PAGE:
pros and cons of life settlementsLooks like everyone is interested in life settlements.

It's been said that the best business deals are those that leave both parties disappointed and dissatisfied.

But maybe it's time to re-think that old axiom.

Life settlements are win-win financial deals that can deliver both the buyer and seller bundles of cash, which naturally leaves both parties delighted.

The holder of the policy decides it is either unneeded or unaffordable and sells it for a price that is more than the amount of the cash value. The buyer, who is either an individual or an institutional investment firm, pays that price, takes over the monthly premium payments and receives the death benefit once the policy ends.

Everybody wins, which might explain why the popularity of life settlement investments is growing.

A few weeks ago, a Florida-based licensed life-settlement buyer reported growth of nearly 20 percent in the number of transactions it completed last year. Then, a couple of days later, The Deal released results from its annual survey of the life settlement market–and things looked even better.

According to the deal, life settlement transactions increased 47 percent last year. Yes, it looks like everyone is interested in life settlement investments.

But are they right for you?

Before you jump in headfirst and join the growing number of investors taking advantage of this alternative investment opportunity, make sure you understand the pros and cons of life settlement investing.

Here's a high-level look at some of them:

Life Settlement Investment Pros
  • Life settlement transactions are highly regulated. The U.S. Securities and Exchange Commission has been closely watching the life settlement market for years, and the federal government has put in place regulations to protect both sellers and buyers.

    Life settlements might be an alternative investment opportunity, but they are highly regulated across the country.
  • There has never been more data. When you invest in life settlements, time is the main risk factor. The longer the policy holder, or seller, lives, the smaller the return. Thankfully, life expectancy underwriters have become much more adept and accurate at estimating life expectancy.

    There is still risk involved in life settlement investments, but the industry has become much better at mitigating it for investors.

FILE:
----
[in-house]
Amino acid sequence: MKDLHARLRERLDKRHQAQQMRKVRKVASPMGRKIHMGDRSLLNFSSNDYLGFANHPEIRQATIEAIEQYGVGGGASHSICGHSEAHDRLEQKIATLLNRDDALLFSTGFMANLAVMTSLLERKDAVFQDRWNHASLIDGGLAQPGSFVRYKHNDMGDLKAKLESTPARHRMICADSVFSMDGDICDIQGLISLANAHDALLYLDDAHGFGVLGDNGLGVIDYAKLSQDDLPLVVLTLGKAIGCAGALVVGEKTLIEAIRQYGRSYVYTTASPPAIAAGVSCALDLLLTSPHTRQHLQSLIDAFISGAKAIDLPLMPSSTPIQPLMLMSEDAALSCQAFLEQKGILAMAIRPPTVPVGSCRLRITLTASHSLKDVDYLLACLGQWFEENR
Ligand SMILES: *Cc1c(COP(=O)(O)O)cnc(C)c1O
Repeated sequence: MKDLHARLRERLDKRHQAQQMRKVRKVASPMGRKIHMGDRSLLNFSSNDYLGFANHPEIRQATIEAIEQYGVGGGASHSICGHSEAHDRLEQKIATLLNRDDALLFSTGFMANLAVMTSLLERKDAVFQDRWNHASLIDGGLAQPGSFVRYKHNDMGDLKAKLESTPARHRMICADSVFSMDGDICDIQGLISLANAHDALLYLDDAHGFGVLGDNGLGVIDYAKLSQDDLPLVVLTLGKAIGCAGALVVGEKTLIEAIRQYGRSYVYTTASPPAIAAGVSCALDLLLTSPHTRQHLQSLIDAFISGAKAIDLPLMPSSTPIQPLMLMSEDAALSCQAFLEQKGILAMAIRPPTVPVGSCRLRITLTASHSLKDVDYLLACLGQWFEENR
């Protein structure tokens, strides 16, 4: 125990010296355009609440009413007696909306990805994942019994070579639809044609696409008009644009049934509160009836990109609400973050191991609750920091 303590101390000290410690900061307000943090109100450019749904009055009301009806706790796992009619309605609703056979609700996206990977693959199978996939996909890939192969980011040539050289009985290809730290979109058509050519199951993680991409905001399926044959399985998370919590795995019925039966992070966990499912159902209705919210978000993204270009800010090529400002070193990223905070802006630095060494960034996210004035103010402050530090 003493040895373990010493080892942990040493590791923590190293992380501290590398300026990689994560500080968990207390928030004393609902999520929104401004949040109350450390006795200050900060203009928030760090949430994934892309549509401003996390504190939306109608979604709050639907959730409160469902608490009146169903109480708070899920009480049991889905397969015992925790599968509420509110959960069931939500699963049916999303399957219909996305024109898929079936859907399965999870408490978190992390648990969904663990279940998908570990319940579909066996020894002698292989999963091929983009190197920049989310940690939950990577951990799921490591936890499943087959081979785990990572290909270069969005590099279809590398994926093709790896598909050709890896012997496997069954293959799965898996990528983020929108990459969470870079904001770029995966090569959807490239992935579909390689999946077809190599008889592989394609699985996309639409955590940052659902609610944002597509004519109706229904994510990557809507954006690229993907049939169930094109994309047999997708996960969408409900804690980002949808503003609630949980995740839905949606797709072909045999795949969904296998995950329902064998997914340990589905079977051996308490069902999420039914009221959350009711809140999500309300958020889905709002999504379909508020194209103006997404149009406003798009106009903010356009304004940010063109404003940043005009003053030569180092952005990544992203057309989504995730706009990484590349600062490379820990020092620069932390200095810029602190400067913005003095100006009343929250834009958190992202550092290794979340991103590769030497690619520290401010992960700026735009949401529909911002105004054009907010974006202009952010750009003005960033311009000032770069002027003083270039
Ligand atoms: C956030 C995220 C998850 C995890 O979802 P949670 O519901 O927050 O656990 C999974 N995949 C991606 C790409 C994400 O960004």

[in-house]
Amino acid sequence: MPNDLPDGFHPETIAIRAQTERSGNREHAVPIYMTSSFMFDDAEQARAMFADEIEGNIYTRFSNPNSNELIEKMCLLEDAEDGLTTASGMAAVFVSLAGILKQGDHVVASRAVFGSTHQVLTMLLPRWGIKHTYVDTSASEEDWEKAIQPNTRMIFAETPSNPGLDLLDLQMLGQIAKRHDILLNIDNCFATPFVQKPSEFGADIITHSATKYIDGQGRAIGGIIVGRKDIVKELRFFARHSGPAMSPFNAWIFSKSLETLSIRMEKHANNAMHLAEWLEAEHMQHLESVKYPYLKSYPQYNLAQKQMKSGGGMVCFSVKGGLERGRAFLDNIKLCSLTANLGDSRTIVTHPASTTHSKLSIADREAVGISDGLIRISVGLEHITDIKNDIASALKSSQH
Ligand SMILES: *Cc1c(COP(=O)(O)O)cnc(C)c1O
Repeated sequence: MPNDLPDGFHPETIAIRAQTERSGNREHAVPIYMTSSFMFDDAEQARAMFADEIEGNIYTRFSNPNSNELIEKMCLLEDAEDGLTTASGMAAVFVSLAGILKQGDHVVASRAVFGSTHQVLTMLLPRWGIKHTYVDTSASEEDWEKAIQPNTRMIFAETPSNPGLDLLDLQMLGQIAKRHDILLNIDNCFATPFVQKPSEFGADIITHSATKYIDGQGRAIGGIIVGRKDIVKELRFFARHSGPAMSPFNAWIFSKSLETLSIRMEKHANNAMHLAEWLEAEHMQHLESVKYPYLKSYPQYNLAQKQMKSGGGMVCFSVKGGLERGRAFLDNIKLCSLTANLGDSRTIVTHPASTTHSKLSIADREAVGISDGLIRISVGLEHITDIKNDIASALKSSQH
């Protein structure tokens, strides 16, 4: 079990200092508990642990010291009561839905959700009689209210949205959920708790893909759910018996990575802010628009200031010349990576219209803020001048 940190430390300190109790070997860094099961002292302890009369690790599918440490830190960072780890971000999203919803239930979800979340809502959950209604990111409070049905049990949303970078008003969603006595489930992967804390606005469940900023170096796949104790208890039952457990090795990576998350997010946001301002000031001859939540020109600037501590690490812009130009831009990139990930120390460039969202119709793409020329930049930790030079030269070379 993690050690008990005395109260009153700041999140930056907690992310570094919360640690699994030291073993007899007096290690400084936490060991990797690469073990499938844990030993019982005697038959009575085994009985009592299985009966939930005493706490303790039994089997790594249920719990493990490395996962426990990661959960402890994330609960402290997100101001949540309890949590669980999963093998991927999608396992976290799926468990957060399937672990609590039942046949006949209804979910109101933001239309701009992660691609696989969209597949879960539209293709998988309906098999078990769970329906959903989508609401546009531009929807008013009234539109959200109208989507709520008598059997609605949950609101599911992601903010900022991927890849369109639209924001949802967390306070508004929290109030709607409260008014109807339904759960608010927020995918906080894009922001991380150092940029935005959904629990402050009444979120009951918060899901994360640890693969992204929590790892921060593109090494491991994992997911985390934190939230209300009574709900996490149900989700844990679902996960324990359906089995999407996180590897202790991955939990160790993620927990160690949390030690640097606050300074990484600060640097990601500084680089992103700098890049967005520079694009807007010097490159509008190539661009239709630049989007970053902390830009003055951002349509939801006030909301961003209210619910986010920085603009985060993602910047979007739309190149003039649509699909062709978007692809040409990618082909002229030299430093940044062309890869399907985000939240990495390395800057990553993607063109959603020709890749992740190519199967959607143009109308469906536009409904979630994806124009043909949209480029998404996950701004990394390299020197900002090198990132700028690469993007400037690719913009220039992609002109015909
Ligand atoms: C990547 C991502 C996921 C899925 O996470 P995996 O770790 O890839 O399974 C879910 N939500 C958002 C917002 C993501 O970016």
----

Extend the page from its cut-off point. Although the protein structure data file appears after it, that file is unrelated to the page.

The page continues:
• Higher returns. While no one can ever guarantee you a rate of return, it is a fact that many life settlement investments have typically delivered returns in the 10 to 14 percent range. The returns from life settlement investments tend to be better than the equity markets and major market indices.
Life Settlement Investment Cons
  • Longevity. There is no way of knowing how long someone is going to live–especially in a world where the pace of medical innovation and advancement is faster than ever.

    Once the seller breaks the expected lifespan barrier, the expected return rate starts diminishing.
  • Underwriting. Even though the industry has made incredible progress in the area of determining accurate life expectancy, there are still those underwriters who get it wrong.

    Doing your research about the quality of underwriters can help minimize this downside of life settlement investing.
  • Access. Not everyone can invest in life settlement. In most states, you have to be recognized as a professional in the financial sector who has the appropriate credentials.

    Luckily, there are many large, reputable investment companies that have the proper credentials and let individual investors buy into their life settlement funds.

Life settlement investing is growing in popularity. If you think it might be right for you, contact us to discuss the risks, rewards, pros, cons, and possibilities.

After all, wouldn't you like to be part of one of the few win-win investment opportunities?

Why Life Settlements Make Sense

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